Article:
Missing childhood


I’VE recently come to the conclusion that there’s a lot to be learnt from children.

Not naturally being a fan of the smaller of our species, this has come as quite a revelation and has been partly inspired by two of the youngsters in the pages of the Free Press this week.

Bradley Marshall and Hugo Smith have in their short lives endured more than most of us will ever have to go through.

Operations, therapy, life-saving treatment, uncertainty and pain are things that the families and the boys themselves have accepted as part of their lives.

It is certainly no exaggeration to call Hugo a ‘miracle’ child after he was born weighing less than a bag of sugar and with a condition that meant he was literally risking his life with every breath.

And yet, three-years on, here he is happily tucking into a pizza as if he’d never had a care in the world.

Bradley’s experiences with his cancer are different of course and I am not directly comparing the two boys, only to say that both seem united in their unbridled optimism and exuberance despite suffering from very serious medical conditions.

It really is quite humbling.

I thought I was the unluckiest person in the world when I recently had to visit the dentist three times in two weeks.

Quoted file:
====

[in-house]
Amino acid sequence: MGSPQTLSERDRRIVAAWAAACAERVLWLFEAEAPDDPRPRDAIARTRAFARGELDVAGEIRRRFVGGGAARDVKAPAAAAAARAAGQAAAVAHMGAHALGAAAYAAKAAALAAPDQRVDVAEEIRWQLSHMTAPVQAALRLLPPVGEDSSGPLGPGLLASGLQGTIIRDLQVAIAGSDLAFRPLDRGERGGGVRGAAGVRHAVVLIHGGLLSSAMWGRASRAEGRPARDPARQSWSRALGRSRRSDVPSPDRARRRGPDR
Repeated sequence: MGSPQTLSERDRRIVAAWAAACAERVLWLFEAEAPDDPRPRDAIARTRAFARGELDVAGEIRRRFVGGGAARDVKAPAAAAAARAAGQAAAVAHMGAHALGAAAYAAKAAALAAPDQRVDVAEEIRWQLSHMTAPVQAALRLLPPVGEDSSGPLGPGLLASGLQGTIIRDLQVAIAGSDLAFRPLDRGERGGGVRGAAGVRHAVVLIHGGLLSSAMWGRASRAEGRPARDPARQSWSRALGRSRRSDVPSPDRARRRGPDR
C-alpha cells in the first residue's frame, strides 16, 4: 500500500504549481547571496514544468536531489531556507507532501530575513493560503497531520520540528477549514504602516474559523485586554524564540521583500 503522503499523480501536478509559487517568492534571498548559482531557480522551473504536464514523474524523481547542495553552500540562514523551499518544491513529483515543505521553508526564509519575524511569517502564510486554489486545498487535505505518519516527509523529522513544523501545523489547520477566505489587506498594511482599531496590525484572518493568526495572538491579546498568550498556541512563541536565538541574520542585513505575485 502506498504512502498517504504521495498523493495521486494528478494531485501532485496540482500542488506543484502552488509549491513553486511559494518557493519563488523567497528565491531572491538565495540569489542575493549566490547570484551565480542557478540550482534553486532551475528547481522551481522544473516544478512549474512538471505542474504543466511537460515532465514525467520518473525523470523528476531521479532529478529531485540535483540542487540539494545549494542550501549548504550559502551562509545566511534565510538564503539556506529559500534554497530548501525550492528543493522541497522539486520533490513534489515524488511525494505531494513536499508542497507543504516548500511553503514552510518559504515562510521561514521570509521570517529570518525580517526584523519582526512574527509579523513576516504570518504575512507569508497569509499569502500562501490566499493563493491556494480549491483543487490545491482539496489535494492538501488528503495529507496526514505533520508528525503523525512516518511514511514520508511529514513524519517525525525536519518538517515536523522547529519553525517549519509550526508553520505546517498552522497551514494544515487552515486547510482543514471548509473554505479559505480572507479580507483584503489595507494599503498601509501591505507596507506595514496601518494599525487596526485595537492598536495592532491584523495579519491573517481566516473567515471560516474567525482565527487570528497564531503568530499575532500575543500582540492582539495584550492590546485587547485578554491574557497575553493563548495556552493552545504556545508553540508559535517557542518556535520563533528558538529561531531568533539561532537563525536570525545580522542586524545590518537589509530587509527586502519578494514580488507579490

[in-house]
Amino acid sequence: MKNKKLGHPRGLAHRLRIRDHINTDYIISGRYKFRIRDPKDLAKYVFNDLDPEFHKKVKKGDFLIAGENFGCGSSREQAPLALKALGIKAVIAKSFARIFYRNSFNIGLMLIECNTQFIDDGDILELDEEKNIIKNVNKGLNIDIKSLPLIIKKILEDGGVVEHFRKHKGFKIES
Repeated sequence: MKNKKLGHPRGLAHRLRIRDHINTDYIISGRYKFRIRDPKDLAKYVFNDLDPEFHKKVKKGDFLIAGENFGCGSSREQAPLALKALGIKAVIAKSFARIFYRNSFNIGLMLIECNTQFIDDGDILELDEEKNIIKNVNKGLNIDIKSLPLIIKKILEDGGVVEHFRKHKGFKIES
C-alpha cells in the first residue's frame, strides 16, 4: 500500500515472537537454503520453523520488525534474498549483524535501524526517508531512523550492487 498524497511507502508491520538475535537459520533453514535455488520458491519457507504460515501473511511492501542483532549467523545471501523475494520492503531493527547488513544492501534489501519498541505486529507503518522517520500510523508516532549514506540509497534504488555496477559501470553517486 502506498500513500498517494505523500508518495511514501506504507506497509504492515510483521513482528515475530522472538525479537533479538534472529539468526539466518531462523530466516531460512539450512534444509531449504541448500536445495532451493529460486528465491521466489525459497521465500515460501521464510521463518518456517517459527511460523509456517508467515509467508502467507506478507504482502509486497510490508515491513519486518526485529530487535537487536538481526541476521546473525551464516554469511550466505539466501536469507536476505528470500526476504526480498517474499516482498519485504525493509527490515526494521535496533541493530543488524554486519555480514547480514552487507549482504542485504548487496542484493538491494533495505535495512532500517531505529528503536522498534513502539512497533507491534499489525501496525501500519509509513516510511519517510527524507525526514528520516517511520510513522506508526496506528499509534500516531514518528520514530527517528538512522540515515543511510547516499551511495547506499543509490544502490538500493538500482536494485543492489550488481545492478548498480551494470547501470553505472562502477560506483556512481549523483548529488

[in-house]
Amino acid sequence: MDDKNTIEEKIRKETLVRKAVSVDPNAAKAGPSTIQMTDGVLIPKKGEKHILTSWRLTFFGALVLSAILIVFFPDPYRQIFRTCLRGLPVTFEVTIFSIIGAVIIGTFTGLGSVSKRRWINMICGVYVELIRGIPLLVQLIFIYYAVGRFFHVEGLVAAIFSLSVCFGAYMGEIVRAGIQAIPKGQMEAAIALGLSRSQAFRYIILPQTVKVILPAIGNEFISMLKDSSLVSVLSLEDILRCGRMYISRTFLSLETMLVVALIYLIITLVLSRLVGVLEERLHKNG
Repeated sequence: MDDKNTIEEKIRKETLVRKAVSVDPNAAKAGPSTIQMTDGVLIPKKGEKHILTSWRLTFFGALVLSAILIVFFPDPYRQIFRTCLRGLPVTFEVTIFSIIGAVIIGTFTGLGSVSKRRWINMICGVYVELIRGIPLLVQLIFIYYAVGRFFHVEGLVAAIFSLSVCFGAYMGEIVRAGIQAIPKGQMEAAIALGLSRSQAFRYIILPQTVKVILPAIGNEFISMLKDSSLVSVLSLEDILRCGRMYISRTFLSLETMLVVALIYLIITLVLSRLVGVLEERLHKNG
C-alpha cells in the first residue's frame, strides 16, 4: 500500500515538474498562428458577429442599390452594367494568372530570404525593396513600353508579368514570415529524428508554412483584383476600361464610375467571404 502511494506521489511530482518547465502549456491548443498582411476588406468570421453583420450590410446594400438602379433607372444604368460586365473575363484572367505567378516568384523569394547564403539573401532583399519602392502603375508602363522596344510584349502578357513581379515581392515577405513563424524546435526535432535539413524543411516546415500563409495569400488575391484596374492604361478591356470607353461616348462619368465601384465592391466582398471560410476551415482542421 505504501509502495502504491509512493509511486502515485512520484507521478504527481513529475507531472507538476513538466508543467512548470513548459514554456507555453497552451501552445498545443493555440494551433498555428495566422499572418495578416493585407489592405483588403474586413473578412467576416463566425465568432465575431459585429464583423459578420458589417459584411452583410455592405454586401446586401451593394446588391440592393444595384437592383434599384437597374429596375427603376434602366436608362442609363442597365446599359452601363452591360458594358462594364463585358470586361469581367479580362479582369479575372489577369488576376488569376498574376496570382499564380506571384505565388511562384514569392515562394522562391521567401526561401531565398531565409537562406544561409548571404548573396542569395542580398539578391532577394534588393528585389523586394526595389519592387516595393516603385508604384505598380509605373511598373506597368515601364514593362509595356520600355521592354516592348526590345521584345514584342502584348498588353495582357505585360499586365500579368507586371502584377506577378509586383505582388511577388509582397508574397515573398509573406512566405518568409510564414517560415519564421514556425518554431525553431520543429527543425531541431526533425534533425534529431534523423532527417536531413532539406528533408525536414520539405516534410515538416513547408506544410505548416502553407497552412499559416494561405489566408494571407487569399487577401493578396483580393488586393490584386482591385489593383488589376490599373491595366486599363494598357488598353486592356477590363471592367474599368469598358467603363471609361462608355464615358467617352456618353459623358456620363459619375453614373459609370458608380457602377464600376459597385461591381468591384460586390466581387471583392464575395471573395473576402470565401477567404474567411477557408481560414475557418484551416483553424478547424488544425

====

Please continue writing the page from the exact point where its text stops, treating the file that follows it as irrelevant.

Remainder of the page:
Now I just feel like a big wimp.

Of course, the general resilience of children - particularly the younger ones - is borne out of the fact that they don’t have the capacity to fully understand everything that is going on around them.

But that can only be a good thing if it equips them to better deal with things that might make the average adult crack up and I find myself envious of the optimism of youth and the simple, uncomplicated delights that children enjoy.

I was recently at a family party and while the adults got drunk and shared stories about their glittering (or not so glittering) careers, marriages and money, the children chased each other round the garden, terrorised the cat whenever they saw it and threw some crazy shapes on the dancefloor when the music got louder.

They had the time of their lives!

Now I’m not suggesting that we should never grow up, but I do feel that we adults sometimes get so bogged down in life’s struggles that we fail to appreciate the simple things.

I remember when seeing a rainbow was one of the most magical things in the world.

Now they barely register because I’m too preoccupied with the accompanying rain, Isn’t that sad?